Lunchtime Tourist

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September 13, 2004 // UPDATED 4:04 pm - April 25, 2007
By: Linda Koutsky
Linda Koutsky

Peter Busa's Valspar building, 1101 S. 3rd St.

Valspar resides in one of the most prominent buildings in Minneapolis. You've surely spotted its bright geometric painted exterior on your way to the dome on Washington Avenue South or even riding the light rail. But who's responsible for Downtown's largest painting?

In 1970, 100-year-old Minneapolis Linseed Oil merged with another company and adopted the name Valspar. So what's a paint company to do as it enters a new era? Well, paint the building of course.

Valspar had the foresight and courage to go all-out. They hired Peter Busa, a painting instructor at the University of Minnesota who was on his way to national prominence.

Peter Busa (1914-1985) was born in Pennsylvania into a family of artists. He studied architecture, then fine arts at the Carnegie Institute and Art Students League, where he knew famous painters Stewart Davis and Thomas Hart Benton. After painting murals for the WPA, he began his association with Jackson Pollock, Robert Motherwell and other New York School abstract expressionists.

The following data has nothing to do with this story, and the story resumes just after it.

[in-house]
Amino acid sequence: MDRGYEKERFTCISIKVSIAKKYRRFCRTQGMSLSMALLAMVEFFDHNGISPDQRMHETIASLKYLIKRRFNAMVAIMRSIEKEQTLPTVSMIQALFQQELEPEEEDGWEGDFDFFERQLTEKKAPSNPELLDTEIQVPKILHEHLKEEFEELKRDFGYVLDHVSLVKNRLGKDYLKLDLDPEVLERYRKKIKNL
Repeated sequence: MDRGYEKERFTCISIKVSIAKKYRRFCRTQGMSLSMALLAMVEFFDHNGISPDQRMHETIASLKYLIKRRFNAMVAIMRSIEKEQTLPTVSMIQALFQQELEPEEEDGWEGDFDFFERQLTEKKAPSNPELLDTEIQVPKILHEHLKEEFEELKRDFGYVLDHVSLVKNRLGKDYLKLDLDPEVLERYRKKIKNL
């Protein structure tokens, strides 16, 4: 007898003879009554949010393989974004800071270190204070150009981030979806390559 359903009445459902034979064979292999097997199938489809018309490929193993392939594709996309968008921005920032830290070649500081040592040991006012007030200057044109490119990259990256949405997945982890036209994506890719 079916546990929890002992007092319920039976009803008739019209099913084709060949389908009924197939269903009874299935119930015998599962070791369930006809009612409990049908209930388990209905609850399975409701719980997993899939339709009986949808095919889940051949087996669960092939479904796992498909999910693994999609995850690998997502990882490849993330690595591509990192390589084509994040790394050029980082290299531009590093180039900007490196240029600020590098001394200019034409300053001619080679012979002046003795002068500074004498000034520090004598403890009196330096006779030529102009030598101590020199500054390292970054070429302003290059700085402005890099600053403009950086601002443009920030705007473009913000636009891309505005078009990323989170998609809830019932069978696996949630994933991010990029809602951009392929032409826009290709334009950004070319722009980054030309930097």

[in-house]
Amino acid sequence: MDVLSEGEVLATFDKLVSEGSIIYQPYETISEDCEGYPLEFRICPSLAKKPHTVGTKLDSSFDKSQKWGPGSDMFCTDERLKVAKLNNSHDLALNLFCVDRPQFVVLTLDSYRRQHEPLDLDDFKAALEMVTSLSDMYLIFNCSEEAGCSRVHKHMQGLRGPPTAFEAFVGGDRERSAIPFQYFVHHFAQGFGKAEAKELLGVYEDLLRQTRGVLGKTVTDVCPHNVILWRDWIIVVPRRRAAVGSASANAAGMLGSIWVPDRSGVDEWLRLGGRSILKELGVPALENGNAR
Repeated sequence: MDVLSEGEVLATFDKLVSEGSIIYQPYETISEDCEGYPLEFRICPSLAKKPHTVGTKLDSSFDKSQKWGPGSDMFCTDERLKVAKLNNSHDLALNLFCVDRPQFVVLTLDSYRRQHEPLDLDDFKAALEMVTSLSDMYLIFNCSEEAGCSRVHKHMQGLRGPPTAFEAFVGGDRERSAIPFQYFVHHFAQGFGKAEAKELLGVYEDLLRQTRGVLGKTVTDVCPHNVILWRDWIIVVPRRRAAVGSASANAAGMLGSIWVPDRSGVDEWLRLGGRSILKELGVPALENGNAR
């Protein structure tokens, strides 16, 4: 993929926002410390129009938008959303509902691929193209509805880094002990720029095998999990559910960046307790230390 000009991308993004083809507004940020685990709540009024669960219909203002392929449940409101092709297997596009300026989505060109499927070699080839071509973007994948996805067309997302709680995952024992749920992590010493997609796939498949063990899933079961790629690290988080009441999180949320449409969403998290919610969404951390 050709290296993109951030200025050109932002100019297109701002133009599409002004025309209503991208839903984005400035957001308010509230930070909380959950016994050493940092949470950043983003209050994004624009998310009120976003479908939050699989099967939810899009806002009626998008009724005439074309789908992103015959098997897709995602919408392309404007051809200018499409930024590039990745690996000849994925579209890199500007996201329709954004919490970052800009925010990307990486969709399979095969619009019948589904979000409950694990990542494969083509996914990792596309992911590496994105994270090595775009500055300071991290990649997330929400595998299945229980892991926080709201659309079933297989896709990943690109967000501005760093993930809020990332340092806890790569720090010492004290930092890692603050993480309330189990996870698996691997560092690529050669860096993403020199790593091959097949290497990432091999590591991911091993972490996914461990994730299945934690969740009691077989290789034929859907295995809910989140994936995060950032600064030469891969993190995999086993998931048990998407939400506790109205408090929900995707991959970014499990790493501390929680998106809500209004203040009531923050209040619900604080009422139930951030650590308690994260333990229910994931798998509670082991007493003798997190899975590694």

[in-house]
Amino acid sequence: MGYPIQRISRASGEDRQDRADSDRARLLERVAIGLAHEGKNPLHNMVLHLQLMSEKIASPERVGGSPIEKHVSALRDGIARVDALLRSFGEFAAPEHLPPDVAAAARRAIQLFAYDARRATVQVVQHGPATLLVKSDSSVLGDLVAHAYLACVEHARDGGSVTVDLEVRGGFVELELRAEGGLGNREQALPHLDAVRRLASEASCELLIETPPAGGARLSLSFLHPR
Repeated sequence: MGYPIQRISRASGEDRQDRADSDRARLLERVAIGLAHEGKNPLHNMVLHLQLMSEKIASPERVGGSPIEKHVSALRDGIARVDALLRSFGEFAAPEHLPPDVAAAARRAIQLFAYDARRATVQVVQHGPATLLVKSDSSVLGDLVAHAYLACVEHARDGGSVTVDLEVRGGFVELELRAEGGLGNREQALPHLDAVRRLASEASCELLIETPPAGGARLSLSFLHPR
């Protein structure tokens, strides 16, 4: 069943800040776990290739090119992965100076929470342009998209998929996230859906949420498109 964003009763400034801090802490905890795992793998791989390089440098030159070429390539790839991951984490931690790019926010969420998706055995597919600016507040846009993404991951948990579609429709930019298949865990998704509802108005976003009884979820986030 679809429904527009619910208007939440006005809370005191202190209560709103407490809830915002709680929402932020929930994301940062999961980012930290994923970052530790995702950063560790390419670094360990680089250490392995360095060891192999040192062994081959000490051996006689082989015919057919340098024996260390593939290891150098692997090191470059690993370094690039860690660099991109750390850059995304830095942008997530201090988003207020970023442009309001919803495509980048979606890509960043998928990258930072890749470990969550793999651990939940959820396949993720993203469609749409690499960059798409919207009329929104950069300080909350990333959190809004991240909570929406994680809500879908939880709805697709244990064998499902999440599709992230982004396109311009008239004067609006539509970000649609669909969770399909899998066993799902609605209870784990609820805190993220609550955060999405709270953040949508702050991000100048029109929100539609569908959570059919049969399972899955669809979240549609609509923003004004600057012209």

In 1962, University of Minnesota art professor Cameron Booth hired Busa as a visiting artist. When Booth retired, he recommended Busa for his replacement.

While living in Minnesota, Busa rented a studio in a billboard company's office and made collages with discarded pieces of letters. His geometric patterns were also influenced by American Indian motifs.

Busa's work has been included in many shows and collections across the country, including all of Minnesota's major museums, the Art Institute of Chicago, Whitney Museum of Art and the Smithsonian Institute.

In an introduction for the catalog that accompanied Busa's 50-year retrospective exhibit at the Chrysler Museum of Art in Virginia, historian Robert Metzger wrote: "The personal poetry and awesome range and depth of his body of work remains one of the great undiscovered treasures of American Art."

Valspar paints and varnishes are used on buildings, cars, school buses and John Deere tractors. Their American Traditions line of house paints are carried at Lowe's.

Although they no longer manufacture products at this location, there's still a research lab across 11th Street with its own mural by Busa.

And, yes, in case you're wondering, the building has been repainted twice! The 40-color mural used 268 gallons of primer and 553 gallons of topcoat.

LUNCH TIP: Maxwell's American Pub, 1201 Washington Ave. S., serves contemporary cuisine in a historic bar.

For links to photos of the artist and some of his other works, write to thelunchtimetourist@hotmail.com.